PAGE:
House passes NASA budget with calls for manned flights to Mars


McClatchy Washington Bureau

With bipartisan support, the House of Representatives on Monday passed a bill authorizing $17.6 billion in fiscal 2014 spending for U.S. space programs, roughly matching President Barack Obama’s budget request and underscoring the nation’s commitment to sending American astronauts into deep space.

The vote was 401-2.

“We are committed to once more launching American astronauts, on American rockets, from American soil,” Republican Rep. Steven Palazzo of Mississippi, the chairman of the Space Subcommittee of the House Science, Space and Technology Committee, said on the House floor before passage.

The bill, he said, “will serve as a pathway to Mars.”

After taking office, amid budget pressures from the financial crisis that had devastated the economy, Obama canceled the National Aeronautics and Space Administration’s (NASA’s) Constellation program, an effort to modernize the aging space shuttle system, but plagued itself by delays and cost overruns.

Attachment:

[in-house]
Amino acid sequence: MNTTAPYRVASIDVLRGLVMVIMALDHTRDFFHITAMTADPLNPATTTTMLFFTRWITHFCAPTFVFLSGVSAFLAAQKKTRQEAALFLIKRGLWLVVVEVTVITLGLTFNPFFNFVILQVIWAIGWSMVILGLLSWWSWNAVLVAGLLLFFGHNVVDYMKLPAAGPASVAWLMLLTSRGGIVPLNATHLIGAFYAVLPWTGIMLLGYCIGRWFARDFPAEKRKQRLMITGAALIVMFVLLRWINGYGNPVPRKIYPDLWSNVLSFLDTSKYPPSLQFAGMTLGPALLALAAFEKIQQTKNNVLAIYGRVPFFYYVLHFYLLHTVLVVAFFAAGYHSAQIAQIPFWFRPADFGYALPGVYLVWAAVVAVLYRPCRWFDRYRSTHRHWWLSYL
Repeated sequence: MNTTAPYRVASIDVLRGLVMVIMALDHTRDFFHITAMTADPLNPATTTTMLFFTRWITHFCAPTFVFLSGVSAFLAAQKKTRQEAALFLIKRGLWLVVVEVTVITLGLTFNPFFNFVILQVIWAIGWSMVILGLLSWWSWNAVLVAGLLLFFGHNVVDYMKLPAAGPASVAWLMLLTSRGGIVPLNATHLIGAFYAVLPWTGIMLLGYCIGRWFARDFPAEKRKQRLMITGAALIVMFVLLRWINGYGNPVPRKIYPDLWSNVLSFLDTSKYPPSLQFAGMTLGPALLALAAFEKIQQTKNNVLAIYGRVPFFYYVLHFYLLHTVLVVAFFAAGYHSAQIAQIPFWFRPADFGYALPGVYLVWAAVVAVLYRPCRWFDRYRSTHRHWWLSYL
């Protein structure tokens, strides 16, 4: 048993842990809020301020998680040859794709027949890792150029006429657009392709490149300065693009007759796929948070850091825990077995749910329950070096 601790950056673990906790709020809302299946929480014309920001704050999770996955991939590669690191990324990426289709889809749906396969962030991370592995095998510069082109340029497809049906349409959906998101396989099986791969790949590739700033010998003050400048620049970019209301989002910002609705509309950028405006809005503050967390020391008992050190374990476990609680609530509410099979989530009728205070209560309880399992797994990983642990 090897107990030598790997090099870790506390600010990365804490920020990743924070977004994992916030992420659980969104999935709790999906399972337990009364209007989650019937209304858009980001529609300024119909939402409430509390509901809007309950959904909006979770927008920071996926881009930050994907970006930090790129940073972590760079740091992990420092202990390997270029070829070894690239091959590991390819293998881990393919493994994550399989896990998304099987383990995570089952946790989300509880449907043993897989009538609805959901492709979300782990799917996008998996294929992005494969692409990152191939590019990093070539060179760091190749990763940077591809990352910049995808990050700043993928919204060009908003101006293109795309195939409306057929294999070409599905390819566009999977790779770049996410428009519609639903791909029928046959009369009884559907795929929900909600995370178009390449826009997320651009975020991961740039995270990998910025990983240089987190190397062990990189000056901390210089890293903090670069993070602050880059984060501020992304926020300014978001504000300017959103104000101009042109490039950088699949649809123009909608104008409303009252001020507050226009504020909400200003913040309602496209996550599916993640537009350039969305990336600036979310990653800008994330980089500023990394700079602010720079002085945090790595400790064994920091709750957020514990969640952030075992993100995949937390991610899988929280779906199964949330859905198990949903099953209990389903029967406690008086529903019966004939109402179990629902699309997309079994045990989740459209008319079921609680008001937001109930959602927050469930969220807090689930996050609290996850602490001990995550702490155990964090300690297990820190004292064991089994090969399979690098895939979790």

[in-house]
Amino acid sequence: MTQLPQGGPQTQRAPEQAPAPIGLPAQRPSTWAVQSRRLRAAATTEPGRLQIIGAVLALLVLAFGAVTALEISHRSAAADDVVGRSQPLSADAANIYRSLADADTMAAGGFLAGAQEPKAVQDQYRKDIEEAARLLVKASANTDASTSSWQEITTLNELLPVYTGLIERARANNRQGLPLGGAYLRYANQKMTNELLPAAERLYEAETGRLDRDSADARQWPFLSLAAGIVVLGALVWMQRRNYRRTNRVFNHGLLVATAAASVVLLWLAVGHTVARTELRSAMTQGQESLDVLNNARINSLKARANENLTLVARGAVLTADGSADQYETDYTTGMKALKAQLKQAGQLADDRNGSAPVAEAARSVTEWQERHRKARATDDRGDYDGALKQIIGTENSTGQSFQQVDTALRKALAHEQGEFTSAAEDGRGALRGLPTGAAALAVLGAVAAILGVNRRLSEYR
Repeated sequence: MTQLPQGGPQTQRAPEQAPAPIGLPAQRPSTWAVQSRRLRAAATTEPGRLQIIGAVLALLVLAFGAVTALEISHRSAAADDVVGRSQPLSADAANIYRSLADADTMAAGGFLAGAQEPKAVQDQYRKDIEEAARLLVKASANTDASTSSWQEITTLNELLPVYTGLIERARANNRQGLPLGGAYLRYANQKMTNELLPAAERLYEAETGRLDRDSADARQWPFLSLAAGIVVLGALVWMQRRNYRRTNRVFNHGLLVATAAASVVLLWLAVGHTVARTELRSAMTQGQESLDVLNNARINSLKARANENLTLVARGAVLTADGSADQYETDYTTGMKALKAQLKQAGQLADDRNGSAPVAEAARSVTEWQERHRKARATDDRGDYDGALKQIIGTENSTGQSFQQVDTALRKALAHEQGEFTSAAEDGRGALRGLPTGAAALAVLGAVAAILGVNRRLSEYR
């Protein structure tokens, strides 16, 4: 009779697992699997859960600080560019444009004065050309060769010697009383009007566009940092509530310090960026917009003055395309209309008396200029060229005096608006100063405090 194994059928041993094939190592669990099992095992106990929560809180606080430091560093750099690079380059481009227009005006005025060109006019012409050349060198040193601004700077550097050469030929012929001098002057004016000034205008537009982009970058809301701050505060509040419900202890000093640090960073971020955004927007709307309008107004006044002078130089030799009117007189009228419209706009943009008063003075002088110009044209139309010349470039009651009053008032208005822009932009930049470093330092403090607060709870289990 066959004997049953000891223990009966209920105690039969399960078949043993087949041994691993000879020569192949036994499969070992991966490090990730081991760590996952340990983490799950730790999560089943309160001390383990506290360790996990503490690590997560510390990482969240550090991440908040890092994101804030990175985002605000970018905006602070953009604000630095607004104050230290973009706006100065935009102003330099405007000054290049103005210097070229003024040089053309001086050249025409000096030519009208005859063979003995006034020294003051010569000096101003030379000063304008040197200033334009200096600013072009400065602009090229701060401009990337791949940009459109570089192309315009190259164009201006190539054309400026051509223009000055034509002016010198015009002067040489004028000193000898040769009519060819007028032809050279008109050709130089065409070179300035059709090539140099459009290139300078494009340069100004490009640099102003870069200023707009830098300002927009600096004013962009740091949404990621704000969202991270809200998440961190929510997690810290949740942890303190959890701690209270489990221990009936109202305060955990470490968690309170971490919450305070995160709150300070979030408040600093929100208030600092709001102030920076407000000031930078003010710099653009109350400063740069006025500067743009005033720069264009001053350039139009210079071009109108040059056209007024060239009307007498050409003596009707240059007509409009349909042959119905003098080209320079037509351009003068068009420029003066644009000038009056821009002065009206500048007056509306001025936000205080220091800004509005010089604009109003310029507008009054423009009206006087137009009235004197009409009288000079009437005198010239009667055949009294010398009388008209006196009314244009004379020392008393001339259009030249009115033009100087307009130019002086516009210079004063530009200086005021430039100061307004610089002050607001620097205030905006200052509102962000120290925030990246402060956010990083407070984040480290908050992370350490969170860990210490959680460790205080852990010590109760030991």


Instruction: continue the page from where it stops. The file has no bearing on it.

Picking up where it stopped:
The decision forced the United States to rely on the Russian Federal Space Agency to carry American astronauts to and from the International Space Station and to rely on commercial partners developing rockets for other missions.

However, neither Obama nor Congress abandoned human space flight. Rather, they required work on a next-generation system, the Space Launch System, a heavy-lift rocket launcher more powerful than any built before, as well as on a new Orion spacecraft designed to take humans farther than they’ve ever gone before. Testing on the Space Launch System has been conducted at the Stennis Space Center in southern Mississippi. The first mission integrating the two new systems is scheduled for 2017.

While reinforcing those aspirations, the House bill passed Monday leaves to NASA the task of setting a road map for the next steps in space exploration.

The subcommittee’s ranking Democrat, Maryland Rep. Donna Edwards, said that the bill “is indeed a bipartisan effort. “

“It didn’t start out that way,” she said. “The nation should be glad it ended up that way.”

The Senate Commerce, Science and Transportation Committee has yet to pass its version of a NASA reauthorization bill.

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